Clean Energy Resource Teams, a statewide program in Minnesota, hosts a tour of the community solar gardens at Lake Region Electric Cooperative, a member-owned electricity cooperative providing power to around 26,000 residents. (Image: CERT/Flickr)
Rooftop solar panels and energy storage can unlock economic benefits for households, but until recently the main beneficiaries were in the higher income brackets. A movement is underway to open up these benefits to low- and middle-income households through community-based solar projects. In recent years, nonprofit organizations and government programs have pushed community solar from a fringe concept into a mainstream movement, and businesses can participate as well.
Community solar goes mainstream
Households with solar panels and energy storage can sell excess electricity back to the grid, take advantage of discounted rates, and keep the lights on during emergencies. However, many households are excluded from these benefits because they don’t have access to their own roof, lack financial support or both.
Community solar projects are one way to help households without roof access. They were all but unknown in the U.S. until 2006 when the city of Ellensburg, Washington, launched the first known community solar project in the nation. Rather than having individual ratepayers install their own rooftop solar panels, the Ellensburg project enables ratepayers to subscribe to a nearby solar array.
In the early years, community solar projects served a relatively limited purpose. Solar power was expensive, and subscribers typically paid a premium because they wanted to do something for the environment, not necessarily to save money.
Community solar projects were also typically small. The Ellensburg project, for example, was expanded several times after 2006, but its capacity is still listed at just 304 kilowatts.
Still, small renewable energy projects can have a collectively big impact on the nation’s overall energy profile. The U.S Department of Energy has been planning for a modernized grid that incorporates more distributed energy resources, like rooftop solar and community solar, and is less reliant on large, centralized power plants.
Due to Energy Department support and the plummeting cost of solar power, community solar projects have gotten much bigger since 2006, and they are also more holistic in terms of goals.
Earlier this month, the Cooperative won a contract to develop 9 megawatts of solar power spread among three new community solar projects. The contract represents “one of the nation’s largest non-utility-based solar projects launched by a clean energy co-op,” according to Blacks in Green. It will benefit low- and middle-income households in Aurora, Naperville, Romeoville, and surrounding Illinois communities with lower electricity rates.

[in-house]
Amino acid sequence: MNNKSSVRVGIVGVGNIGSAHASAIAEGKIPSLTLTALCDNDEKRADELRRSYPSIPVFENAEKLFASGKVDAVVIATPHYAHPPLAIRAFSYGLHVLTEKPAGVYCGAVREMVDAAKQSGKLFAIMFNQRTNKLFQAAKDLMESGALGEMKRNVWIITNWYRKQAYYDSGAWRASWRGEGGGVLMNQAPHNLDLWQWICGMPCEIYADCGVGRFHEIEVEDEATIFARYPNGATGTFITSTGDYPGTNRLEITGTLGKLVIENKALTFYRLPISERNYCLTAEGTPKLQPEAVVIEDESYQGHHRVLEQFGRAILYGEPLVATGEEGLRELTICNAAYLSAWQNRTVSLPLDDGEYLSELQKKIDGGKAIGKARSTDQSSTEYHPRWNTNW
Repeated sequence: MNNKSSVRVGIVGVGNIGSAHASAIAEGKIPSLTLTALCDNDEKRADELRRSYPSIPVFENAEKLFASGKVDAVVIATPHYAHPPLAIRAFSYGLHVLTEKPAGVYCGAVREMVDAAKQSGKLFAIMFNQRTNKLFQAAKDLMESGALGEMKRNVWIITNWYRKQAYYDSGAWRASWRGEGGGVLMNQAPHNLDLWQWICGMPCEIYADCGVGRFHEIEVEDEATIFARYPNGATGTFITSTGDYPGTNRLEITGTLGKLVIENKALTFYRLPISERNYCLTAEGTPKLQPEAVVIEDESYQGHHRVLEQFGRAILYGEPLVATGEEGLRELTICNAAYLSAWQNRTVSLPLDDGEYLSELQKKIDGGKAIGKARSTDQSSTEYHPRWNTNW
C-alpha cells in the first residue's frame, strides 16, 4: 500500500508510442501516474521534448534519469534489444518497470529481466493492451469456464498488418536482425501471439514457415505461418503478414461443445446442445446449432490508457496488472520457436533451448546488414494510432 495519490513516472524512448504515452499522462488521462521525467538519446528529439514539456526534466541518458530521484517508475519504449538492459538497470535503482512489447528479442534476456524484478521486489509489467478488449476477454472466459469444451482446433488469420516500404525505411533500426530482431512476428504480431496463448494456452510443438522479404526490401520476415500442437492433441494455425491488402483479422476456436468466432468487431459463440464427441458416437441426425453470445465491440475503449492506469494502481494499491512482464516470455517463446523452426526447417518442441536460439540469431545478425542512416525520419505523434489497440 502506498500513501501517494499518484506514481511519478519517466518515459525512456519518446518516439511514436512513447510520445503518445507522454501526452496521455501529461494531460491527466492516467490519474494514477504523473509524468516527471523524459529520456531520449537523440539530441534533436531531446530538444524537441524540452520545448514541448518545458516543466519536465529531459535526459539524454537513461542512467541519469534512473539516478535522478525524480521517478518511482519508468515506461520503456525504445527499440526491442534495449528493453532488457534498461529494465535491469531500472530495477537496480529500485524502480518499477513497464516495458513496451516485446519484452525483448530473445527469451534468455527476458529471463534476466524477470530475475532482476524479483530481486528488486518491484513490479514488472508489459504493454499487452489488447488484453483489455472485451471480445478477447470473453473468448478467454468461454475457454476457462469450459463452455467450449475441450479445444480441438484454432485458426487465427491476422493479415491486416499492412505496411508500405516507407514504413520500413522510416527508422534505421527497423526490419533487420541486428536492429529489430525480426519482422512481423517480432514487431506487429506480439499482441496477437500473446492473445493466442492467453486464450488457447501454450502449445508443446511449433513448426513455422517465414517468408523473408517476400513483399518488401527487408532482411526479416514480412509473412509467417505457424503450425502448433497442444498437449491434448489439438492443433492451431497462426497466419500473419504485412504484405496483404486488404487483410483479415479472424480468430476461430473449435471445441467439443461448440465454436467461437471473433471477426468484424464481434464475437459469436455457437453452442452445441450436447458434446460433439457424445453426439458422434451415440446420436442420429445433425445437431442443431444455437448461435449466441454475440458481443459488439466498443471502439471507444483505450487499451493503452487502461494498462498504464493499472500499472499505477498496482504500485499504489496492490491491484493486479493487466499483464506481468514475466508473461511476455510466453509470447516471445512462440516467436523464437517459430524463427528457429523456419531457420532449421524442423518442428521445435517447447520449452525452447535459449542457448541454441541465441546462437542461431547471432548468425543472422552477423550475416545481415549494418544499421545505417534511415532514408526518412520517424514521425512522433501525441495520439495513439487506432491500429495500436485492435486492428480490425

The project is supported by a network of nonprofits, many of which have a decades-long footprint in local workforce and economic development. The Minnesota nonprofit Cooperative Energy Futures, a member-owned clean energy cooperative, is also a supporter.
In addition to saving money, Blacks in Green emphasizes the holistic benefits of community solar. They list “co-ownership of the solar co-op and accompanying profit sharing; a voice in the management of the clean energy cooperative; equitable workforce training and capacity development; and the opportunity to help create an equitable clean energy transition that provides meaningful benefits to people and protects the environment.”
A community solar model for businesses to follow
Businesses are also moving to act in support of large-scale community solar initiatives. Last week Tapestry, the parent company of Coach, Kate Spade and Stuart Weitzman, announced a new community solar partnership with the certified B Corporation Pivot Energy to develop six solar projects in Illinois over the next two years for a total of 33 megawatts.
As with the Blacks in Green project, the new community solar projects are expected to reduce electricity costs for ratepayers in the area.
Tapestry and Pivot also anticipate that the project will provide a model for other businesses to follow. In support of the project, Tapestry will buy the equivalent of 750,000 megawatt-hours of renewable energy credits (RECs) over the next 15 years. Pivot describes these as “impact” RECs aimed at helping underserved communities replace fossil resources with solar power. Businesses participating in the impact REC model also contribute directly to community programs, particularly in the area of workforce development.